This isn't so much post-apocalyptic as during the apocalypse. As the title suggests, this is a soft apocalypse, i.e., there's no one apocalyptic event, there's a series of smaller events that cumulatively lead to the disintegration of society. It's an interesting premise but there are some problems with it.
I was hoping it would start with the present day but the first chapter takes place a little over a decade into the future. Each chapter is 6 months or more in the future.
I like the idea of a soft apocalypse, but there's a difference between a soft apocalypse in one country and something that's world wide. If it's world wide I need an explanation. There's a vague reference to global warming but that's about it. I feel like some of the apocalyptic events weren't necessarily thought out very well. There's a reference to water riots in Arizona, which I can certainly see happening. But parts of Nevada, particularly Las Vegas, are a desert. California has been in the grip of a massive drought for years. Even the eastern part of my state, which is agricultural couldn't be sustained without irrigation from the western part of the state. So what's happening? Are aquifers drying up? Becoming contaminated? Are states no longer honoring their water contracts?
Food is scarce but the focus seems to be on distribution problems rather than production. But there's no real explanation for why distribution is such a problem (prior to a release of invasive bamboo). Is it that the roads haven't been maintained or something else? Is it that the problems with production (and certainly there would be if there's a massive water shortage) supposed to be inferred?
At least two nuclear bombs go off and while there is concern about an irradiated water source no one expresses concern about a nuclear winter even though that would create further problems with food production, not to mention staying warm.
I'm also a little irritated by the notion of environmentalists making a situation worse because they think there needs to be a massive die off of the human population to save the earth which is something I've also seen in other books.
The problem here is that environmentalists create a particularly invasive form of bamboo to "slow down" cities. They want to make it harder to move around and distribute goods, including food. But any real environmentalist would never deliberately plant a horrifically invasive species that would kill almost all the native species in the area. It would destroy ecosystems, probably beyond any possibility of recovery.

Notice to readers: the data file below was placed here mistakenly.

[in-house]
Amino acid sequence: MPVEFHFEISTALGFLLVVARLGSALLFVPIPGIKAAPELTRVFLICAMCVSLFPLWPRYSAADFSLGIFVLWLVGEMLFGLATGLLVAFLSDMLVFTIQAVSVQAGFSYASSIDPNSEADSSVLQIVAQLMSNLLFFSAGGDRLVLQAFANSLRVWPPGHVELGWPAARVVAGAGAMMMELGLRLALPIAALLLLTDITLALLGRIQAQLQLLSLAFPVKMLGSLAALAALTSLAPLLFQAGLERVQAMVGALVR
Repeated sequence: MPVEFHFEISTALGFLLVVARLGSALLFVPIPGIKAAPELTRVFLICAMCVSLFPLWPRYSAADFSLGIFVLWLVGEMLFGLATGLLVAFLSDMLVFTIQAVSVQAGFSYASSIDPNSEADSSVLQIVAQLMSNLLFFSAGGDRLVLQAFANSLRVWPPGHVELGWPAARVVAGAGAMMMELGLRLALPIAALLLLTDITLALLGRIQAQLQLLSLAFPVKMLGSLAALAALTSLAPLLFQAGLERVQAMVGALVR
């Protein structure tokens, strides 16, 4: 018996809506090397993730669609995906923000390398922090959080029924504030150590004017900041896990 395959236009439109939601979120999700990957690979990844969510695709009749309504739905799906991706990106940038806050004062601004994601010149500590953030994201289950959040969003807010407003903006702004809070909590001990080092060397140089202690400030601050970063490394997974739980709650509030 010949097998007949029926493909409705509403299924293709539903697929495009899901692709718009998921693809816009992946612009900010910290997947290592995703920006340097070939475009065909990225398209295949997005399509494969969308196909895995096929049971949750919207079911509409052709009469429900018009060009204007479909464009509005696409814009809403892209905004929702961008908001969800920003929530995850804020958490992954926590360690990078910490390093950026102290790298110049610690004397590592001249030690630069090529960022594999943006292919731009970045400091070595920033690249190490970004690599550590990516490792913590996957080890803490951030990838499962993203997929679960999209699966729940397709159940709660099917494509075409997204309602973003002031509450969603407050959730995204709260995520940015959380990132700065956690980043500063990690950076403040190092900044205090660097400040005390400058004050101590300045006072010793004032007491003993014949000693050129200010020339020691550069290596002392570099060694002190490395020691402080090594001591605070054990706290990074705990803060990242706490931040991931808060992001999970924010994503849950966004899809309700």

I also doubt very much that we'd have the technology to create designer viruses in little more than a decade.
It's interesting that McIntosh has a note at the end about hoping people will want to visit Savannah despite his portrayal of it as civilization crumbles. I never got a strong sense of place from this story. It seemed like generic American small town (not even a city) and for a while I thought maybe it took place in the northeast.
I thought Jasper's focus on finding true love was strange. In normal society, okay, fine. But the world is literally falling apart, millions, maybe billions are starving or on the verge of starvation, they're living hand to mouth and he uses a dating service? I get random hookups and I get falling in love with someone who belongs to your tribe or that you meet along the way. But most of his mental and emotional energy seems to be spent on finding "the one" rather than survival. It just doesn't ring true to me. It's not that I think "true love" is something reserved for people above subsistence levels, I just think if you don't know where your next meal is coming from you'd be more focused on that than finding love.
I through Jasper's (and McIntosh?)suggestions about why Deidre killed herself was interesting. Maybe it was that she was afraid to be happy but I would the real reason was the violation of who she was. It's one thing to choose the happy virus, something else again to know it's been forced on you, to realize that you'll no longer be yourself, your thoughts aren't really your own. If you don't know it's been done until the change has taken place, it seems to me that very change would prevent you from caring about the loss of self.
I think Ange's punishment is going to stay with me for a while. It was a terrible way to go.
I was hoping this would be the book I was looking for, the one that would give me a real sense of living in a declining country but it wasn't.